An estimated one in twenty Indians suffer from an illness classified as a “rare disease”. Fifty percent of these cases afflict children. Despite this, the illnesses remain neglected, both in terms of funding for research, as well as public awareness.
Rare diseases — despite the infrequency that the name infers — cumulatively affect around 350 million people worldwide. This figure includes roughly seventy million Indians.
Rare disease day, aiming to spread awareness
February 28 marked International Rare Disease Day 2019. Though the day does not typically focus on any singular disease, efforts have been made by numerous groups within India to bring greater awareness to rare diseases as a whole.
Suno India launched India’s first podcast on rare diseases. Titled ‘1 in 20,000’, the podcast series will feature six episodes hosted by former journalist Avantika Shrivastava. Such broadcasts and publications will assist in bringing more knowledge to the public, potentially allowing people to better recognise and seek help for symptoms.
Other efforts to spread awareness have seen wider contributions from members of the public. ‘Race For 7’ is an initiative championed by the Organization for Rare Diseases India (ORDI). The race took place in Mumbai to raise awareness for rare disease patients. Race for 7 symbolically represents over 7,000 rare diseases with 7,000 people running for seven kilometers — the average number of years it takes to diagnose a rare disease.
The event was also held last year on February 25. Simultaneous seven-kilometre walks/runs were held in Bengaluru and Mumbai. Coinciding with the Indian races, there was also a walk in Washington, DC. Only around sixty attendees were present at the event in Washington, DC. The turnout in India was more impressive, with over 1,500 attendees in Mumbai, and around 3,500 in Bangalore.
Public awareness can only go so far
Despite positive contributions from the public and various organisations to spread awareness, this rise in public knowledge can only help to an extent. As the name implies, rare diseases are infrequent. Though they cumulatively affect millions of people, each disease within the classification has a low overall number.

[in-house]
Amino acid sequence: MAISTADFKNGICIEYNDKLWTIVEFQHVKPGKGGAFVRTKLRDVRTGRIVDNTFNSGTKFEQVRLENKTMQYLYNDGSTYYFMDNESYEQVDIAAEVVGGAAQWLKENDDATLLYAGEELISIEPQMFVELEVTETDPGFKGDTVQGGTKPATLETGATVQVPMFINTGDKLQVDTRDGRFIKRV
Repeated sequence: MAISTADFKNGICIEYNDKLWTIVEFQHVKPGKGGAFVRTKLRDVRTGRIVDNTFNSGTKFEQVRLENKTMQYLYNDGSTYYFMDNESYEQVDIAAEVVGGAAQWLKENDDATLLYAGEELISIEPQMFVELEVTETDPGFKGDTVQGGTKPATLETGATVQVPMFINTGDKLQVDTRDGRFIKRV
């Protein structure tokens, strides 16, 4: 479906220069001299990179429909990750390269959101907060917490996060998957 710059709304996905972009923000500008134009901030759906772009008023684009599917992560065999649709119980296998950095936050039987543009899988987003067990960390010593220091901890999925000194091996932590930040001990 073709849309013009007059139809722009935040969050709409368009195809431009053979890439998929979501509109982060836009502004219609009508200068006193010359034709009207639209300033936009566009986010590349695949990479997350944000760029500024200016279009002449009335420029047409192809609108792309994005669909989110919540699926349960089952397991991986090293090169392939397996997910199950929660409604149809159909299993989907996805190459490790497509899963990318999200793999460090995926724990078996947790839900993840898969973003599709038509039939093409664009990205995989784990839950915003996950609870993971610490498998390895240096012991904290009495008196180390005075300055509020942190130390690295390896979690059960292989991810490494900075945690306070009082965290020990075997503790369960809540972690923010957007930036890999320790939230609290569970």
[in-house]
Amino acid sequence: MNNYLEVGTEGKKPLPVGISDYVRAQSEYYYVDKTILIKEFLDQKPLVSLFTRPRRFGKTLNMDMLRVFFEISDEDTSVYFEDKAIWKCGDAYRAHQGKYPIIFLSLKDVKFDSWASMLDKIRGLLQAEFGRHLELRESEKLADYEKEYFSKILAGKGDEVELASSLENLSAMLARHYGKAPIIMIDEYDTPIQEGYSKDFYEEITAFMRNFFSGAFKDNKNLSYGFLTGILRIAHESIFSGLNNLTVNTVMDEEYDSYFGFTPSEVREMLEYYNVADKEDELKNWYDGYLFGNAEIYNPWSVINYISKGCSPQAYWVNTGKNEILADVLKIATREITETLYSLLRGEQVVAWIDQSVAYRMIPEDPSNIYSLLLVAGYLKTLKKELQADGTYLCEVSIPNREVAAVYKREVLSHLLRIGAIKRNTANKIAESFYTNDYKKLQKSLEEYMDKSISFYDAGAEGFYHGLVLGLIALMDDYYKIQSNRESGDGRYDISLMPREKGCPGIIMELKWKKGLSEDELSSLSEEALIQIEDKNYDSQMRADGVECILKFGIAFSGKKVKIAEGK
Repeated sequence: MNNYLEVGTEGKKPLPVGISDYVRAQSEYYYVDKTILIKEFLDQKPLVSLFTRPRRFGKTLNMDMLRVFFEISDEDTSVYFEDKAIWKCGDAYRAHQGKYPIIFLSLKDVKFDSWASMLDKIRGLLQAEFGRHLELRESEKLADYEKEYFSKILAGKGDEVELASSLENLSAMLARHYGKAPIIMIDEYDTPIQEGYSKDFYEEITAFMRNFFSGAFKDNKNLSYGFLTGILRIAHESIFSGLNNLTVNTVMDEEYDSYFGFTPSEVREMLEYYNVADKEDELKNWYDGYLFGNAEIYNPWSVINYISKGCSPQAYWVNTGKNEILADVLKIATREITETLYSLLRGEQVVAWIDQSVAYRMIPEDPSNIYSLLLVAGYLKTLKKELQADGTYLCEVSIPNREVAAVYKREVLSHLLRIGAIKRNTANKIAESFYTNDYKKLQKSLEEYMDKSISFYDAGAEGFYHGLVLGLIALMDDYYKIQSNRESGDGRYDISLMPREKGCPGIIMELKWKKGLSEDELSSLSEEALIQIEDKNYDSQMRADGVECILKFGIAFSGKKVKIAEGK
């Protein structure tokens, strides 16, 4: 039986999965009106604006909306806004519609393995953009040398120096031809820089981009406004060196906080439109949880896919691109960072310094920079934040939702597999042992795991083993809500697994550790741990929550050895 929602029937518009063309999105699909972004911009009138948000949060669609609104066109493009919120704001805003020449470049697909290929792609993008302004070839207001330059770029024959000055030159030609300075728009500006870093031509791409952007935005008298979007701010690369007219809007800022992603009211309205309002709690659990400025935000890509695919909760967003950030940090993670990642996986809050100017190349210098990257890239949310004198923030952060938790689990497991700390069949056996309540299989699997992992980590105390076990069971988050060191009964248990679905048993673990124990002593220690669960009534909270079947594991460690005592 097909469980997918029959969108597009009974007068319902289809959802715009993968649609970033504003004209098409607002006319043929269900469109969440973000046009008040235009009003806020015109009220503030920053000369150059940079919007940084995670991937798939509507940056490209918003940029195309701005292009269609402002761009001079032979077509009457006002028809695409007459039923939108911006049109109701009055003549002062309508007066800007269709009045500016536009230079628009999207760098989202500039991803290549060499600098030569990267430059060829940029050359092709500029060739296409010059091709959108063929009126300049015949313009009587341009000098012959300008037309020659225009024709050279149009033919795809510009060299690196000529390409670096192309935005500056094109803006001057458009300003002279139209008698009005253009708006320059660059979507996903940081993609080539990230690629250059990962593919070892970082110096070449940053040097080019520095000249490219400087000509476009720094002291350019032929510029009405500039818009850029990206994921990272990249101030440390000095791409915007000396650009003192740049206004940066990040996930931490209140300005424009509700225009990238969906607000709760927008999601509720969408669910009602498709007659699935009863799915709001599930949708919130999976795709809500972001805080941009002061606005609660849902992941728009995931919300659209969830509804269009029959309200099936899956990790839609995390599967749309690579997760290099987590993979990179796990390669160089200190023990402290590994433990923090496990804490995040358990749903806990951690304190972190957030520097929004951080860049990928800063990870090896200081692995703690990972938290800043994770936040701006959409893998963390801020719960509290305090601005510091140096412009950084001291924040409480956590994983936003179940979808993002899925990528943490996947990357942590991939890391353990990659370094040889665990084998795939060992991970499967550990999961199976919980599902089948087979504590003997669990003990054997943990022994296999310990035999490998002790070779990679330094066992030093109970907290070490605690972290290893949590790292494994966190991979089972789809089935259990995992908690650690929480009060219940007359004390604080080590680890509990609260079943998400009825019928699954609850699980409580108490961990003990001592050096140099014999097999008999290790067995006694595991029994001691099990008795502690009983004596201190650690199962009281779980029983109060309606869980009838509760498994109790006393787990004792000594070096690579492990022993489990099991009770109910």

Though the classification has no formal definition, it is loosely considered that those diseases that affect fewer than 5-7 people per 10,000 population are deemed “rare diseases”. Many of these diseases are genetic conditions with no known cure. The diseases are often highly expensive to treat (if treatable at all) due to targeted medications being limited.
The numbers reported by Down to Earth indicate the extent of the issue “there are 7,000–8,000 rare diseases, but less than 300 have therapies available to treat them. About 95 per cent rare diseases have no approved treatment and less than one in 10 patients receive disease specific treatment.”
Treatments are lacking due to the small degree of funding for research into each disease. As many can be very specific genetic conditions, there will be no cure, symptom management may take the form of very generalised pain management treatments. However, for many other diseases such as infectious diseases limited to small areas in sub-tropical regions, research into a cure will simply not be funded enough due to the disease only affecting a handful of people, making it low on the priority list of funding organisations.
“Shattered hopes” government funding delayed
The National Policy for Treatment of Rare Diseases (NPTRD) has been in the works since 2009. The bill was initially passed on May 25 of 2018. Under the policy, a potential ₹100 crore was to be allocated to the research and treatment of rare diseases. Last year, the Centre abruptly withdrew the policy.
A gazette notification issued on December 19, 2018 by the Union Ministry of Health and Family Welfare stated, “The central government has decided to review the policy in light of information and updates received for further improvement. It has been kept in abeyance till a revised policy is issued.”
Groups have appealed to the government, in many cases the temporary removal of funding leaves lives on the line. Mr. Manjit Singh, president, Lysosomal Storage Disorders Support Society said: “We appeal to the Central Government for their urgent intervention in honouring its commitment towards rare disease patients in India. We request the government to immediately revoke the ban on NPTRD and, as outlined in the policy, immediately release the corpus fund with initial amount of ₹100 crore towards funding treatment of rare diseases.”
With funding for healthcare in India stagnating, the budgetary allocation presents a situation where some areas will lose out. Funding is not available for all areas of healthcare.Unfortunately, rare diseases fall low on the priority list.